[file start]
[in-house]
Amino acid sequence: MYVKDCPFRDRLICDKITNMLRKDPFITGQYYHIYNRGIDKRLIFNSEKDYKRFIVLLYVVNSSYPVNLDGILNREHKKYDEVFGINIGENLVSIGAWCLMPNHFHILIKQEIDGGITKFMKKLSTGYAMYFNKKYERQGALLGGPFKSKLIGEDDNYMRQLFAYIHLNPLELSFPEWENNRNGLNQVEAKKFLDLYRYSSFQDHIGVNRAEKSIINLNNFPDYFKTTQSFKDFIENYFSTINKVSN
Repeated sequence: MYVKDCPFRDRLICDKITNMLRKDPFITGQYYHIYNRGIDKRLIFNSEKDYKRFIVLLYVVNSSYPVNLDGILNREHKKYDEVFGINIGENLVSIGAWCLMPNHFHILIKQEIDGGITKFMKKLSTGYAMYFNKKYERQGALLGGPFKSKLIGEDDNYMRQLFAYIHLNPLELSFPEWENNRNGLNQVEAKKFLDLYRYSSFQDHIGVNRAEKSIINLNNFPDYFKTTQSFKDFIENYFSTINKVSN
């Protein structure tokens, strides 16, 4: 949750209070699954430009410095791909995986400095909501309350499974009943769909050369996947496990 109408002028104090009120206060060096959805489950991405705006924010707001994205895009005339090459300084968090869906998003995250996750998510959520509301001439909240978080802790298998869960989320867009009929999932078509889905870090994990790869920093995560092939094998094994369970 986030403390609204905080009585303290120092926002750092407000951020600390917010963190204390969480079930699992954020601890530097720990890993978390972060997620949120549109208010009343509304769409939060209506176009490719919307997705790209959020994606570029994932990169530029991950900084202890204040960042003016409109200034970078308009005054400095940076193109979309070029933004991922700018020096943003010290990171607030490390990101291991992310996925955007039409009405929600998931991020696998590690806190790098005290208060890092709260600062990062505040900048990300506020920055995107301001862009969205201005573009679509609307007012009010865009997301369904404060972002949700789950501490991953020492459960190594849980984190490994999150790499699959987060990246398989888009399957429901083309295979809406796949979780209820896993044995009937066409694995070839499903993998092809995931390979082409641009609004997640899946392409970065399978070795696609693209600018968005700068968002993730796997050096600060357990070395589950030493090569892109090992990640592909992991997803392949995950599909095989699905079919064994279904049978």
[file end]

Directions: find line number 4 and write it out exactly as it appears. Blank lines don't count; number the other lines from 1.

């Protein structure tokens, strides 16, 4: 949750209070699954430009410095791909995986400095909501309350499974009943769909050369996947496990 109408002028104090009120206060060096959805489950991405705006924010707001994205895009005339090459300084968090869906998003995250996750998510959520509301001439909240978080802790298998869960989320867009009929999932078509889905870090994990790869920093995560092939094998094994369970 986030403390609204905080009585303290120092926002750092407000951020600390917010963190204390969480079930699992954020601890530097720990890993978390972060997620949120549109208010009343509304769409939060209506176009490719919307997705790209959020994606570029994932990169530029991950900084202890204040960042003016409109200034970078308009005054400095940076193109979309070029933004991922700018020096943003010290990171607030490390990101291991992310996925955007039409009405929600998931991020696998590690806190790098005290208060890092709260600062990062505040900048990300506020920055995107301001862009969205201005573009679509609307007012009010865009997301369904404060972002949700789950501490991953020492459960190594849980984190490994999150790499699959987060990246398989888009399957429901083309295979809406796949979780209820896993044995009937066409694995070839499903993998092809995931390979082409641009609004997640899946392409970065399978070795696609693209600018968005700068968002993730796997050096600060357990070395589950030493090569892109090992990640592909992991997803392949995950599909095989699905079919064994279904049978």